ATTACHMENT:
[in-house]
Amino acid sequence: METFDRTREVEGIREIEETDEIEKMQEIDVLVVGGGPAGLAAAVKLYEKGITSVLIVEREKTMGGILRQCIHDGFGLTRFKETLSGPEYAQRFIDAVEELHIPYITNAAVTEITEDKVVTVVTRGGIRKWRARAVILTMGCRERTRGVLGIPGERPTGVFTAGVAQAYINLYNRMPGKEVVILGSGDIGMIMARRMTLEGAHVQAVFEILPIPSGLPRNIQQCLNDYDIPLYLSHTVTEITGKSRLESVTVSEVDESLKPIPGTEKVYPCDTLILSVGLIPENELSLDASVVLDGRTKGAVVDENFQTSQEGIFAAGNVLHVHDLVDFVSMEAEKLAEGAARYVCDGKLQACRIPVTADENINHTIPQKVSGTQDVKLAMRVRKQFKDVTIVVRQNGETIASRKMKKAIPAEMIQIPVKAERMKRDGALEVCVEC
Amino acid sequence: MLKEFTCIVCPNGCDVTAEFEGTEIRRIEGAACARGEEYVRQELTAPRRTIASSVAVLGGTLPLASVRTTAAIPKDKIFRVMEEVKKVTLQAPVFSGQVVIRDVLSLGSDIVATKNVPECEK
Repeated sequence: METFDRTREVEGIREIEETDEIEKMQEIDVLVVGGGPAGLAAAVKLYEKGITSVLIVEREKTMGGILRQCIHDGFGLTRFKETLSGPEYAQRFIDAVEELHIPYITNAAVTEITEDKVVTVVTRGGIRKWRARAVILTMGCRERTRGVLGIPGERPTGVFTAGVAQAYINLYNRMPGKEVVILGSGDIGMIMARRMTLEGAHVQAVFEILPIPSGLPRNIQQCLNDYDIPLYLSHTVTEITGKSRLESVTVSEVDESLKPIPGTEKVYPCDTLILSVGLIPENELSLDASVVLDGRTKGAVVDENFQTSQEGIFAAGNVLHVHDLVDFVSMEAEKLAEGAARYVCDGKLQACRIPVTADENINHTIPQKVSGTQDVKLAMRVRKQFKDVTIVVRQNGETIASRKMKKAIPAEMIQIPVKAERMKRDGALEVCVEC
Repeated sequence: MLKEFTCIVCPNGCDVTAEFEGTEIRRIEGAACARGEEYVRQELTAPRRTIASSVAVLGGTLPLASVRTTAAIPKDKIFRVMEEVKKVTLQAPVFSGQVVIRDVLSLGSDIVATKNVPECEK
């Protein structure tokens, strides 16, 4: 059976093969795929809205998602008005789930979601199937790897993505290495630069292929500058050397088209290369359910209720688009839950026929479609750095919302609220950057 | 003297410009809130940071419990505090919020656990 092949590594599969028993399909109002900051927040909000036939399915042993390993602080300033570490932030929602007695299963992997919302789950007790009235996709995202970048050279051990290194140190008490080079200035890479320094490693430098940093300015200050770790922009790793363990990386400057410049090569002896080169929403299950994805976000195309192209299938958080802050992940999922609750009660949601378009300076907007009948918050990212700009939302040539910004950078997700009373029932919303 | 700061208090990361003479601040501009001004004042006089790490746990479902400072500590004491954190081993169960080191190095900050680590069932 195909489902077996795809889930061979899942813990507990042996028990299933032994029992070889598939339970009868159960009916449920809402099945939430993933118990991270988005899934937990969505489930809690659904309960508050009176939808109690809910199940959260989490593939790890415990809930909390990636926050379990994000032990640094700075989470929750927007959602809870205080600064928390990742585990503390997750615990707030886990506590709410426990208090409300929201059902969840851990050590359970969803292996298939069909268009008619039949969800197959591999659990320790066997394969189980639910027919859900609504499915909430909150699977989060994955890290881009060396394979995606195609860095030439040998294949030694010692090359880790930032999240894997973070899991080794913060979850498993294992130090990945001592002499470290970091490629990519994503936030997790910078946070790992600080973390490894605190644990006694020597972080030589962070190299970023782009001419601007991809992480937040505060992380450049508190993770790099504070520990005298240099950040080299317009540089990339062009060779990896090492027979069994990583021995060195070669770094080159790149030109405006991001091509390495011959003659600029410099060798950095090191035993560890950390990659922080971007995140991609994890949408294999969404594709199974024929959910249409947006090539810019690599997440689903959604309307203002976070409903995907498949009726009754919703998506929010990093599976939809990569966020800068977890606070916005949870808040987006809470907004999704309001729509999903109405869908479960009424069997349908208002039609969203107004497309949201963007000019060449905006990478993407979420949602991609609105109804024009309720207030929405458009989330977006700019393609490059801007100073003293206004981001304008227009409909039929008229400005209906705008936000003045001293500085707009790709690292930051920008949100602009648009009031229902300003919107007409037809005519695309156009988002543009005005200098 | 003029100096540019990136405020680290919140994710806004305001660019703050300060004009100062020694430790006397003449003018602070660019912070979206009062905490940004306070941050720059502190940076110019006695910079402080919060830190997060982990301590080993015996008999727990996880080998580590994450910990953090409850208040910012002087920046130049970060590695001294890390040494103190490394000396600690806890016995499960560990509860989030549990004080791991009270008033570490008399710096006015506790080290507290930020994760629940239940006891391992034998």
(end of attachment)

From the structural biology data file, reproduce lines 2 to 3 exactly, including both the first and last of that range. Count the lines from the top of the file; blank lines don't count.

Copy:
Amino acid sequence: METFDRTREVEGIREIEETDEIEKMQEIDVLVVGGGPAGLAAAVKLYEKGITSVLIVEREKTMGGILRQCIHDGFGLTRFKETLSGPEYAQRFIDAVEELHIPYITNAAVTEITEDKVVTVVTRGGIRKWRARAVILTMGCRERTRGVLGIPGERPTGVFTAGVAQAYINLYNRMPGKEVVILGSGDIGMIMARRMTLEGAHVQAVFEILPIPSGLPRNIQQCLNDYDIPLYLSHTVTEITGKSRLESVTVSEVDESLKPIPGTEKVYPCDTLILSVGLIPENELSLDASVVLDGRTKGAVVDENFQTSQEGIFAAGNVLHVHDLVDFVSMEAEKLAEGAARYVCDGKLQACRIPVTADENINHTIPQKVSGTQDVKLAMRVRKQFKDVTIVVRQNGETIASRKMKKAIPAEMIQIPVKAERMKRDGALEVCVEC
Amino acid sequence: MLKEFTCIVCPNGCDVTAEFEGTEIRRIEGAACARGEEYVRQELTAPRRTIASSVAVLGGTLPLASVRTTAAIPKDKIFRVMEEVKKVTLQAPVFSGQVVIRDVLSLGSDIVATKNVPECEK